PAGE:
Taking a break from #elxn41 for a minute here.
Toronto tweeters will, I'm sure, have followed the contretemps between Dave Meslin and Now magazine with some interest. A couple of days ago, Meslin finally lost his patience with Now and took exception to their characterization of him as a "seal" because of his willingness to swallow the fish tossed by Rob Ford.
Meslin is a principled and reasonable guy, and it's nice to see someone with his cred take down the sanctimonious twits at Now. Probably the most one-sided scrap since Downey vs. Boulerice, in fact.
Predictably, Now just can't leave it alone. Maybe they'll photoshop his head onto a fat naked guy or something. They're almost as classy as Sue Ann Lyons – er, Levy.
(Mea culpa / full disclosure: I have cited Now, approvingly, in a previous post. Even a stopped clock ... )
I can't argue with Meslin's celebration of civility, or his pragmatism. As he points out, there's only one mayor of Toronto, and his name is Rob Ford. Whether we like it or not, if we want to find common ground, he's the guy we have to work with.
Where I'm still having trouble, though, is finding the difference between finding common ground and extending the benefit of the doubt. It may be just a semantic difference. It may be just a matter of connotation. I'm open to discussion either way.
The question arises because some of the comments on Dave's post point out, quite reasonably, that in many respects, Ford and his supporters aren't people who deserve the benefit of the doubt. In his approach to transit, bike policy, labour relations, poor and marginalized communities, and several points of basic civility, he's shown himself as someone who doesn't get it and never will. When you consider this, it's not unreasonable to wonder whether giving him the benefit of the doubt isn't just an exercise in self-delusion.
But then again, maybe it's not really a question of that. Maybe repeatedly showing your willingness to work with your opponents isn't so much a matter of self-delusion as a demonstration of something far more laudable: generosity of spirit. And true generosity of spirit isn't miserly. It doesn't look for wiggle room or protest that those on the other side don't deserve such generosity. That's the whole point: it is extended precisely toward those who do not deserve it. That's what makes it generous. If that's where Mez is coming from – and I choose to believe, for now, that he is – then that's what makes his approach something to be praised.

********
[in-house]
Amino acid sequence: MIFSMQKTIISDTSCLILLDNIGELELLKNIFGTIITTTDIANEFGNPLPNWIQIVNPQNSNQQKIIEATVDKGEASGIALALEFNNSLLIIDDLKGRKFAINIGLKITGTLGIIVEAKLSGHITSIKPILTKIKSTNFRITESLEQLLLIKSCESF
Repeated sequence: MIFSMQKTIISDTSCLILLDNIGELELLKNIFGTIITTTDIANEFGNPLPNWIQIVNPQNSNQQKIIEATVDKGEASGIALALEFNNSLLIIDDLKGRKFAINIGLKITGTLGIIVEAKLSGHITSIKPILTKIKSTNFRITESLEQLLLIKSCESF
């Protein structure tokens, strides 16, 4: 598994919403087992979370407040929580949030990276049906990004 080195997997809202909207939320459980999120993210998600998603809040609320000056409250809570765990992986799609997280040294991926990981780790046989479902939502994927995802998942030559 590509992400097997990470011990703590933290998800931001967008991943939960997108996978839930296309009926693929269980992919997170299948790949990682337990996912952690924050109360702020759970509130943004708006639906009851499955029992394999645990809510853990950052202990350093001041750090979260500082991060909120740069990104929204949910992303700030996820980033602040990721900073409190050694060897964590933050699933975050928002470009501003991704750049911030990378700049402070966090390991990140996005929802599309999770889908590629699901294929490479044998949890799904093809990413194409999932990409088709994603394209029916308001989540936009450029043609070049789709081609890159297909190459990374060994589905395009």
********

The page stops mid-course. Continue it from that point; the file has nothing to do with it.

In politics, however, there aren't that many things that can be evaluated so one-dimensionally, and that brings us to the second point of analysis: the tactical and strategic wisdom of trying to find common ground. I don't want to reduce this discussion to a rehashing of clichés, but it seems to me that for at least a generation, it's been left / progressive / centrist types who look for accommodation, and for ways to work with their opponents. I don't have a comprehensive list of historical examples at my fingertips, but contrast that with the nasty, vindictive, triumphalist and scorched-earth approach evident on the other side. Has anyone seen the currently ascendant right-wing types ever compromise on anything? Ever back down? Ever give so much as an inch, or a nod, or even appear to consider that their opponents might, just possibly, have a point?
No, I can't think of a single instance either. And that's why the goalposts have been pushed so far to the wrong side. It's not so much a matter of finding common ground as a case of one side giving ground and the other side taking it. Tom Tomorrow's recent 'toon celebrating the "new bipartisanship" sums it up nicely:
So, while I can admire Mez for his principle, his devotion to civility and his generosity of spirit, I have to qualify that praise and situate it strictly in a tactical sense. Strategically, the task for progressives is a lot more daunting.